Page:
The global center will the first-of-its-kind institution in the world to combine scientific research with ancient traditional methods of medicine.
The World Health Organization(WHO) and Government of India signed an agreement to establish the WHO Global Centre for Traditional Medicine(GCTM) in Gujarat, India to promote traditional medicine backed by science and reasearch to improve the health of people all over the world.
With India set to establish WHO Global Centre for traditional medicine in Jamnagar, Gujarat, Dr Poonam Khetrapal Singh, Regional Director, WHO South-East Asia Region has called it a “game-changer.”
Traditional medicines, she said have been around for millennia and pointed out that nearly 80 per cent of people, in 170 of 194 WHO member countries use them.
“Despite their widespread use, traditional medicine lack robust evidence, data and a standard framework preventing their integration into the mainstream healthcare delivery system,” Dr Singh said in an exclusive interview with ANI.
“WHOs Global Centre for traditional medicine could be a game-changer by focusing on evidence and learning, data and analytics, sustainability and equity, innovation and technology to help harness the ancient wisdom and power of traditional medicine, and to advance the SDG 3 target of ensuring health and promoting wellbeing for all of all ages,” she added.
The center backed by an investment of USD 250 million from the Government of India, will be located at Jamnagar, Gujarat. The groundbreaking ceremony for the GCTM will take place on April 19, 2022, in the presence of Prime Minister Narendra Modi and the Director-General of WHO Tedros Ghebreyesus.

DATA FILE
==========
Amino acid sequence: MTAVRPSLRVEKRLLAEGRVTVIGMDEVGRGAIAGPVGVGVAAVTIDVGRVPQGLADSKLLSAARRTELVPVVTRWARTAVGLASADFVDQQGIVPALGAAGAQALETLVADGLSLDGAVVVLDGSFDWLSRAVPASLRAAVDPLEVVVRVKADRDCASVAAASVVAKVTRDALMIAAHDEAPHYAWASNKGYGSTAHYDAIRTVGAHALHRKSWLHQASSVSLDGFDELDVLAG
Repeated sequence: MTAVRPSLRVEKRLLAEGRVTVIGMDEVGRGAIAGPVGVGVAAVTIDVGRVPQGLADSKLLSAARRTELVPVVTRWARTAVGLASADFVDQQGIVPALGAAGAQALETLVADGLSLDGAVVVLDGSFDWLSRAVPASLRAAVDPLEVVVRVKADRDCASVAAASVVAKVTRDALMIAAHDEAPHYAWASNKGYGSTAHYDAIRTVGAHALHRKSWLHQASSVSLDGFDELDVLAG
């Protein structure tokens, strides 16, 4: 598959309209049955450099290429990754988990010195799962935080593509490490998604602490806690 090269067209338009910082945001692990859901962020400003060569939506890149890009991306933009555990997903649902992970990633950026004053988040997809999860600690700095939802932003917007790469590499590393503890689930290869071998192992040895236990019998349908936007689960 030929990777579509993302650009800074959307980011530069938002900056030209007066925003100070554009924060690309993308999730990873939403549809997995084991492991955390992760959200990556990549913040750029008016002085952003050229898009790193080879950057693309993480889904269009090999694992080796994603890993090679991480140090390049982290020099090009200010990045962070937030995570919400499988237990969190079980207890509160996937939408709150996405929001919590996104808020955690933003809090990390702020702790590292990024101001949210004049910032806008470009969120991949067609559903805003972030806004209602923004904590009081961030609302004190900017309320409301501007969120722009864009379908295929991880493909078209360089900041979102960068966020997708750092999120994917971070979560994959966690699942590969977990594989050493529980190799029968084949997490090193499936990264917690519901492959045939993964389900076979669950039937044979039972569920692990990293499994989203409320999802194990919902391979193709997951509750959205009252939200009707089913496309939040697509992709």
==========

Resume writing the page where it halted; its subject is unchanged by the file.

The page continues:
Dr Singh said that Prime Minister Narendra Modi spoke to Director-General of the World Health Organization (WHO), Dr Tedros Ghebreyesus and expressed India’s keenness in establishing and hosting the GCTM in India so as to harness the potential of traditional medicine from across the world through modern science and technology to improve the health of people and the planet.
The Government of India last month signed the ‘Host Country Agreement’ with WHO for establishing WHO Global Centre for Traditional Medicine in India at Jamnagar, Gujarat, with its interim office at the Institute of Training and Research in Ayurveda in Gujarat. “Indian Government has generously agreed to support the setting up of the GCTM and its activities for the first ten years,” Dr Singh said.
Noting that the COVID-19 pandemic is stretching and impacting the health systems across the world, Dr Singh pointed out many countries felt the need to mobilize all available resources to recover from the pandemic and accelerate progress towards SDG 3 goals.
“The emerging burden of NCDs and mental illnesses have also created a demand for integrating evidence-based traditional medicine into the healthcare delivery system to promote health and wellbeing,” she said.